Saturday, October 13, 2012

Do You Have The Wrong Life Insurance?

After sitting at the kitchen table with a lot of people to talk about financial stuff, I can definitively say there are a lot of different financial products out there, and several of them I would NEVER promote or sell in good conscience.  At the top of the list is cash value insurance.  This includes whole, universal, variable, or whatever creative name an insurance company wants to call it.

Don't get me wrong.  If you own it, it could have been the right thing to do at the time.  Cash value insurance was once thought to be the best thing out there.  But with term insurance being so affordable nowadays, cash value insurance belongs in the past, like the rotary phone and rabbit ear antenna.

For most cash value policies, the cost is about $10/month for every $10,000.  So if you have a $50,000 policy, the monthly cost is be around $50.  It may be more or less, depending on the different riders of the policy and the insured's health at application.  The monthly premium is used to fund the insurance coverage and cover the company's costs, with the rest going into an account that grows a cash value for the insured over time.  That last part sounds fine and dandy, until the policy owner realizes how little that amount actually is and that it will take years to accumulate any decent cash value.

With term insurance, that same $50/month can purchase a total of $310,000 of insurance coverage with a 35 year term.  This quote supposes the clients are husband and wife (ages 31 and 30 respectively) and have no medical history or tobacco use.  The policy includes $150,000 of coverage on him, $150,000 of coverage on her, and $10,000 for every child (under 25) they have listed on the policy.  The actual cost of the monthly premium is only $41.95. 

For $50 a month, what would you rather have: $50,000 or $300,000 in life insurance coverage?

So you might be thinking- what happens after 35 years?  At age 70, the cost of term insurance will be much higher (because the insured is much more likely to die).  At the same time, the mortgage should be paid off and their kids should be financially independent (or so we hope), therefore they won't need such a large amount of insurance.  If they still want to have the $50,000 that would have been provided by a cash value policy, there's a simple answer.  When the policy is issued, take $20 a month, and invest it in a good mutual fund or managed account.  After 35 years, they will have $59,278 to insure themselves.  (This assumes $20/month with a 9% return over 35 years.)  We'll talk about more of the savings/investment side of things once I become securities licensed.

If $50/month sounds too expensive, there are ways to lower the cost of life insurance.  The younger you are when you purchase life insurance, the more affordable the premiums are.  Obviously, stay healthy and don't smoke.  If you have the ability to, pay your insurance premiums annually instead of monthly- this would save the policy owner 1-2 months of premium with most companies. You could also opt for a shorter term, such as 10 or 20 years.  While your coverage would not be in force as long, the premiums would be much lower.  (Using the example above and all other values being equal, a 10 year term is only $22.72/month.) This might be helpful if you foresee your insurance needs changing in the next few years and are expecting to buy a replacement policy in the near future.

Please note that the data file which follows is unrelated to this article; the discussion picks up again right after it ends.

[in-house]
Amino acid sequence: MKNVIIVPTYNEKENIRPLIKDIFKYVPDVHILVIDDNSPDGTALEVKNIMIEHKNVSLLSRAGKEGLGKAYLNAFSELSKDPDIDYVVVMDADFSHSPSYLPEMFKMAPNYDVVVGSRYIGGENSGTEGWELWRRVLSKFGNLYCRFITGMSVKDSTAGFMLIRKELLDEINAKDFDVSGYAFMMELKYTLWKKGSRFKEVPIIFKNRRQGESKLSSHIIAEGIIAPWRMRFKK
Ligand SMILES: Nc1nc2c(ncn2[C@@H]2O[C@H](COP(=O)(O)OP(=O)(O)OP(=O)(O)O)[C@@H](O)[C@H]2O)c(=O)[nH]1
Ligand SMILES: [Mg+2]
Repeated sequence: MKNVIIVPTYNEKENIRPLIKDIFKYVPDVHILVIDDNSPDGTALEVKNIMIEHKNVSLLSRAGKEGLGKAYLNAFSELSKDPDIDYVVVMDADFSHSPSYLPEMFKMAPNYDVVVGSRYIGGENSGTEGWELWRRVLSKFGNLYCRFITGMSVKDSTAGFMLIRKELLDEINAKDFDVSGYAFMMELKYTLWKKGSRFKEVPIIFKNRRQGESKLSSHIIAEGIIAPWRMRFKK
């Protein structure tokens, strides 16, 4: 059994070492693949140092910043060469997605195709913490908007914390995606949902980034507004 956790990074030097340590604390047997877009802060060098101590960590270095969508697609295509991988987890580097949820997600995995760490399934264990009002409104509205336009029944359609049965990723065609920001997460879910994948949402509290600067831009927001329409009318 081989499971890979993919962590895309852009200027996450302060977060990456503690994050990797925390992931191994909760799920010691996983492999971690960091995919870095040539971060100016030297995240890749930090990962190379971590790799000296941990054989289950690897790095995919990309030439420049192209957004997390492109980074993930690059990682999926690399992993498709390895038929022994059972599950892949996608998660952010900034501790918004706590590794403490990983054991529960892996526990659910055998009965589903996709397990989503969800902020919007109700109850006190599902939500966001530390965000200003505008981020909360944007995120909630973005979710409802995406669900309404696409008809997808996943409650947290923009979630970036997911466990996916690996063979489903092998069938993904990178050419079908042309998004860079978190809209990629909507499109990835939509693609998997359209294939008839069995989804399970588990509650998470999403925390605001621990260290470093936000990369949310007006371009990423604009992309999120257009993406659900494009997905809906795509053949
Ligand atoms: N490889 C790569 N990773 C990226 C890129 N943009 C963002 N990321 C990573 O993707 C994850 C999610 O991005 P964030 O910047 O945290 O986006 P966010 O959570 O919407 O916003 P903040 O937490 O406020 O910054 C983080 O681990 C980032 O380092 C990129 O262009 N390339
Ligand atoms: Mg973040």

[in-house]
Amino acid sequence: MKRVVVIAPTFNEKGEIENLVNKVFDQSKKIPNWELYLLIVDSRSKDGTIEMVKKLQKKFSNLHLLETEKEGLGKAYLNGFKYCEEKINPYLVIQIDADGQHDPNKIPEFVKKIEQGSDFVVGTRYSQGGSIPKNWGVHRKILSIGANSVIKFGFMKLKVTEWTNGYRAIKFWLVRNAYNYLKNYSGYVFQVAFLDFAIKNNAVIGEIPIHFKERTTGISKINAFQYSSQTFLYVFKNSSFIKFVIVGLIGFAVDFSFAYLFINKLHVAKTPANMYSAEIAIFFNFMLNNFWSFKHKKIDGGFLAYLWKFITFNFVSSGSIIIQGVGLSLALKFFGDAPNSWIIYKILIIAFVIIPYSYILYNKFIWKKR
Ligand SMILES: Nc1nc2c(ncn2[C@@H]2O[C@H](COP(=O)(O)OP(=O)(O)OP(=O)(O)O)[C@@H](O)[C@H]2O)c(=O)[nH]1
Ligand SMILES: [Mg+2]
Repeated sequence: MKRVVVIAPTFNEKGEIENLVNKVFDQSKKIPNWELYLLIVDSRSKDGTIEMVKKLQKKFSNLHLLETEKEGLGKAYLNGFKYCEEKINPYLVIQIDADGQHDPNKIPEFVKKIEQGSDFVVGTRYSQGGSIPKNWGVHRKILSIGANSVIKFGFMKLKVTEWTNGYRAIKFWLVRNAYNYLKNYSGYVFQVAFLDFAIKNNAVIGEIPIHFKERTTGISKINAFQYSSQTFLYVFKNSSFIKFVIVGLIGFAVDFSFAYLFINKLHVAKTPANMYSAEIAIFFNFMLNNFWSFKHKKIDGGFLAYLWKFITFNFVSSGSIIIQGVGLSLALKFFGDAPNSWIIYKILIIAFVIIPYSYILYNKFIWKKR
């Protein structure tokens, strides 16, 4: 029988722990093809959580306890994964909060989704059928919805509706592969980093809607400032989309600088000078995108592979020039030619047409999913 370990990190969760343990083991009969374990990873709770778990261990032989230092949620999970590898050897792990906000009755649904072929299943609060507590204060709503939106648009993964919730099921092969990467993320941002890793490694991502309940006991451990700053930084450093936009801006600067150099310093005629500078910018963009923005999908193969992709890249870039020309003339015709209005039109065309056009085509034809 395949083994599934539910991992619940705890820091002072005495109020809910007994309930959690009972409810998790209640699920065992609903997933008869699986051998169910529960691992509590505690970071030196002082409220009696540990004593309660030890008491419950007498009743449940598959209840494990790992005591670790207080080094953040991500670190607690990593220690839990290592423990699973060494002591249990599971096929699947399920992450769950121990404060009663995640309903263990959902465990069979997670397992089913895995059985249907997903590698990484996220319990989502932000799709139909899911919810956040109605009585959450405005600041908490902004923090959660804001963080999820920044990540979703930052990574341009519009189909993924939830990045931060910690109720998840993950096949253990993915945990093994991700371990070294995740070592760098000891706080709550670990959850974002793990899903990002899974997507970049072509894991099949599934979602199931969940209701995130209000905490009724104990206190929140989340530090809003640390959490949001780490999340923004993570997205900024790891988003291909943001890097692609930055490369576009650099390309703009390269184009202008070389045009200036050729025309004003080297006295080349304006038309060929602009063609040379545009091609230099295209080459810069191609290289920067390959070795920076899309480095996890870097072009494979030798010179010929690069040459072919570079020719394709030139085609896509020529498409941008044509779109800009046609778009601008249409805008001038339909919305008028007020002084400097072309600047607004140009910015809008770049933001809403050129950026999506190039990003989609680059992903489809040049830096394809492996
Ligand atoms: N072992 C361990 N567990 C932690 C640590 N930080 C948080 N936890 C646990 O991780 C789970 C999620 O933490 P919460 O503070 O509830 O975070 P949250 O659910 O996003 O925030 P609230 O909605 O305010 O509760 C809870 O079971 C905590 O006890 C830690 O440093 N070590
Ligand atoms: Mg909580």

One thing that has been really helpful for a lot of families is an increasing benefit rider.  Let's say the insured can't afford the premium for $300,000 of coverage.  Primerica offers a 10% benefit increase every year for the first 10 years of the policy with no questionnaire or medical exam.  The insured only has to pay the cost of the additional coverage.  So, the insured can purchase a $150,000 term policy, and have the option to increase the benefit of the policy every year by 10% until it reaches $300,000.  If the insured no longer needs the $300,000 later, the rider can be cancelled and the policy goes back to $150,000 at the original premium. 

I guess you could say that I'm biased, since I am a Primerica independent representative who only sells term insurance.  Well you don't have to believe me, but you should probably believe the experts.  Dave Ramsey is pretty opinionated when it comes to cash value insurance.  His website is where I stole the picture from.

You can also read the 3rd Edition of Personal Finance for Dummies by Eric Tyson.  Turn to page 337 where he talks about life insurance.  I'll warn you, he starts off by saying: "I'm going to tell you how you can save hours of time and thousands of dollars...Buy term life insurance."  He also provides a good analysis that shows the problems with cash value insurance.  Of course, you don't need the part where he talks about how to buy term insurance- for that, you should talk to me!

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